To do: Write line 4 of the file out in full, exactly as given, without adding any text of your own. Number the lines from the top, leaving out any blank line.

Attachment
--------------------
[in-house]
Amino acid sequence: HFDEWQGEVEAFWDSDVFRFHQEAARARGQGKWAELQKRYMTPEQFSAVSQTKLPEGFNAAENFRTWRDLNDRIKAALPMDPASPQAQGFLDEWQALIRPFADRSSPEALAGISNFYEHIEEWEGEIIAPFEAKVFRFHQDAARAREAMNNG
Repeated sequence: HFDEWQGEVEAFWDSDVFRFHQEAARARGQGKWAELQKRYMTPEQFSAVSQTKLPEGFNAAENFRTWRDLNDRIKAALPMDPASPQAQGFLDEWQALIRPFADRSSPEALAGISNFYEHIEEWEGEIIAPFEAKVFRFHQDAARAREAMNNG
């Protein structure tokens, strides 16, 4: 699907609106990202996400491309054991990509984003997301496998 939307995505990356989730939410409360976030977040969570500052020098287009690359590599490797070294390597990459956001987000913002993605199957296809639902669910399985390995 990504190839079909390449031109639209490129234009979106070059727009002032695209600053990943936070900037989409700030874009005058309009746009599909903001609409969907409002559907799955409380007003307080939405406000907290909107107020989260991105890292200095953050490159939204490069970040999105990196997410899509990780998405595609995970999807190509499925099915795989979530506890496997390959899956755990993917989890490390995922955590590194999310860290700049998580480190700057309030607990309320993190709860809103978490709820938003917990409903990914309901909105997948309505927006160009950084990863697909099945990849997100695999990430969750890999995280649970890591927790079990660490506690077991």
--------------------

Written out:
């Protein structure tokens, strides 16, 4: 699907609106990202996400491309054991990509984003997301496998 939307995505990356989730939410409360976030977040969570500052020098287009690359590599490797070294390597990459956001987000913002993605199957296809639902669910399985390995 990504190839079909390449031109639209490129234009979106070059727009002032695209600053990943936070900037989409700030874009005058309009746009599909903001609409969907409002559907799955409380007003307080939405406000907290909107107020989260991105890292200095953050490159939204490069970040999105990196997410899509990780998405595609995970999807190509499925099915795989979530506890496997390959899956755990993917989890490390995922955590590194999310860290700049998580480190700057309030607990309320993190709860809103978490709820938003917990409903990914309901909105997948309505927006160009950084990863697909099945990849997100695999990430969750890999995280649970890591927790079990660490506690077991």